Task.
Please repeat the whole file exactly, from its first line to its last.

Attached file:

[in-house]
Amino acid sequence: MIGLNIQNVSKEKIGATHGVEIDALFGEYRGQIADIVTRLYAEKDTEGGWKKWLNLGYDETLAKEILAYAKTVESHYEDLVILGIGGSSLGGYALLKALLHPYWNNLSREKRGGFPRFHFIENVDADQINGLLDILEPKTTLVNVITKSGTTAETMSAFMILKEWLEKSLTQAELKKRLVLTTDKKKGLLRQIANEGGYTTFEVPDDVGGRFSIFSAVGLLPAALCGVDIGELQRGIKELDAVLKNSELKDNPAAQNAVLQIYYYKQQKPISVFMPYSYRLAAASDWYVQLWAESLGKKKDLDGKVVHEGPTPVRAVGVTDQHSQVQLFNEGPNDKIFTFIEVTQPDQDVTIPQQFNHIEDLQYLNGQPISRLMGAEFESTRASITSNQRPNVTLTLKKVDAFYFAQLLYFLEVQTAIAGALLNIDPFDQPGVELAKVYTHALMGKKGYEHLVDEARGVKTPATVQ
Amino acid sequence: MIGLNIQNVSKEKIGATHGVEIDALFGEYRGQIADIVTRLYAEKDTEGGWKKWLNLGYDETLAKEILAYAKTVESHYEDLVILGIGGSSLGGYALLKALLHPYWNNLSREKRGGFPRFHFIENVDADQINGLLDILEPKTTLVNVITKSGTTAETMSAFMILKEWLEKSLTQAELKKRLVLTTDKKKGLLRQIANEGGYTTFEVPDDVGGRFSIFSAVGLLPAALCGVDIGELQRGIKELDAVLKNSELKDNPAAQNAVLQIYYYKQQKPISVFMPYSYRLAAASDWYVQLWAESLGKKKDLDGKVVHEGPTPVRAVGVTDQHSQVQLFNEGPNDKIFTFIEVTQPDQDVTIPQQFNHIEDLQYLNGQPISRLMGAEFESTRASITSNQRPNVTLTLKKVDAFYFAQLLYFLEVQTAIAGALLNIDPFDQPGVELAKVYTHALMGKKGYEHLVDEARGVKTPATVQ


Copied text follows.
[in-house]
Amino acid sequence: MIGLNIQNVSKEKIGATHGVEIDALFGEYRGQIADIVTRLYAEKDTEGGWKKWLNLGYDETLAKEILAYAKTVESHYEDLVILGIGGSSLGGYALLKALLHPYWNNLSREKRGGFPRFHFIENVDADQINGLLDILEPKTTLVNVITKSGTTAETMSAFMILKEWLEKSLTQAELKKRLVLTTDKKKGLLRQIANEGGYTTFEVPDDVGGRFSIFSAVGLLPAALCGVDIGELQRGIKELDAVLKNSELKDNPAAQNAVLQIYYYKQQKPISVFMPYSYRLAAASDWYVQLWAESLGKKKDLDGKVVHEGPTPVRAVGVTDQHSQVQLFNEGPNDKIFTFIEVTQPDQDVTIPQQFNHIEDLQYLNGQPISRLMGAEFESTRASITSNQRPNVTLTLKKVDAFYFAQLLYFLEVQTAIAGALLNIDPFDQPGVELAKVYTHALMGKKGYEHLVDEARGVKTPATVQ
Amino acid sequence: MIGLNIQNVSKEKIGATHGVEIDALFGEYRGQIADIVTRLYAEKDTEGGWKKWLNLGYDETLAKEILAYAKTVESHYEDLVILGIGGSSLGGYALLKALLHPYWNNLSREKRGGFPRFHFIENVDADQINGLLDILEPKTTLVNVITKSGTTAETMSAFMILKEWLEKSLTQAELKKRLVLTTDKKKGLLRQIANEGGYTTFEVPDDVGGRFSIFSAVGLLPAALCGVDIGELQRGIKELDAVLKNSELKDNPAAQNAVLQIYYYKQQKPISVFMPYSYRLAAASDWYVQLWAESLGKKKDLDGKVVHEGPTPVRAVGVTDQHSQVQLFNEGPNDKIFTFIEVTQPDQDVTIPQQFNHIEDLQYLNGQPISRLMGAEFESTRASITSNQRPNVTLTLKKVDAFYFAQLLYFLEVQTAIAGALLNIDPFDQPGVELAKVYTHALMGKKGYEHLVDEARGVKTPATVQ